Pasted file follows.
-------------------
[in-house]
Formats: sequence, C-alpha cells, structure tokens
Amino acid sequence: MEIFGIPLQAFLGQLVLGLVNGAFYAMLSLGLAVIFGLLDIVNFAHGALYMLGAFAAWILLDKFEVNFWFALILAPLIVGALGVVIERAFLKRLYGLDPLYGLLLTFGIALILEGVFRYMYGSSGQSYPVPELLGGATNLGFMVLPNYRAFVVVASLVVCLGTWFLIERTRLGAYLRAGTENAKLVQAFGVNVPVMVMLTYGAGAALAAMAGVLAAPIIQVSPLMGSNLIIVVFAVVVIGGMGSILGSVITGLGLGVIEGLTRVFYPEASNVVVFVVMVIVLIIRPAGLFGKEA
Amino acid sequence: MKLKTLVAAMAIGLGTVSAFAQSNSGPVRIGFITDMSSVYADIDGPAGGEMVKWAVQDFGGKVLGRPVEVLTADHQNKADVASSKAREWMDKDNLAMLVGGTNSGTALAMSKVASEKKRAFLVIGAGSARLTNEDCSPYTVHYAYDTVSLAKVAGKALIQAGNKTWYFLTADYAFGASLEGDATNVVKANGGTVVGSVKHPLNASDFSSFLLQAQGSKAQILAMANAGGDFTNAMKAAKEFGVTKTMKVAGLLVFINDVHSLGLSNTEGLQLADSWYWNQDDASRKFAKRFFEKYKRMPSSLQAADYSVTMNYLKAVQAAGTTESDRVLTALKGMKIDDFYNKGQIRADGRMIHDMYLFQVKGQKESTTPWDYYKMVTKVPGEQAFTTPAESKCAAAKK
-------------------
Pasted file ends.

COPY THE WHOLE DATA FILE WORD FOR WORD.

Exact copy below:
[in-house]
Formats: sequence, C-alpha cells, structure tokens
Amino acid sequence: MEIFGIPLQAFLGQLVLGLVNGAFYAMLSLGLAVIFGLLDIVNFAHGALYMLGAFAAWILLDKFEVNFWFALILAPLIVGALGVVIERAFLKRLYGLDPLYGLLLTFGIALILEGVFRYMYGSSGQSYPVPELLGGATNLGFMVLPNYRAFVVVASLVVCLGTWFLIERTRLGAYLRAGTENAKLVQAFGVNVPVMVMLTYGAGAALAAMAGVLAAPIIQVSPLMGSNLIIVVFAVVVIGGMGSILGSVITGLGLGVIEGLTRVFYPEASNVVVFVVMVIVLIIRPAGLFGKEA
Amino acid sequence: MKLKTLVAAMAIGLGTVSAFAQSNSGPVRIGFITDMSSVYADIDGPAGGEMVKWAVQDFGGKVLGRPVEVLTADHQNKADVASSKAREWMDKDNLAMLVGGTNSGTALAMSKVASEKKRAFLVIGAGSARLTNEDCSPYTVHYAYDTVSLAKVAGKALIQAGNKTWYFLTADYAFGASLEGDATNVVKANGGTVVGSVKHPLNASDFSSFLLQAQGSKAQILAMANAGGDFTNAMKAAKEFGVTKTMKVAGLLVFINDVHSLGLSNTEGLQLADSWYWNQDDASRKFAKRFFEKYKRMPSSLQAADYSVTMNYLKAVQAAGTTESDRVLTALKGMKIDDFYNKGQIRADGRMIHDMYLFQVKGQKESTTPWDYYKMVTKVPGEQAFTTPAESKCAAAKK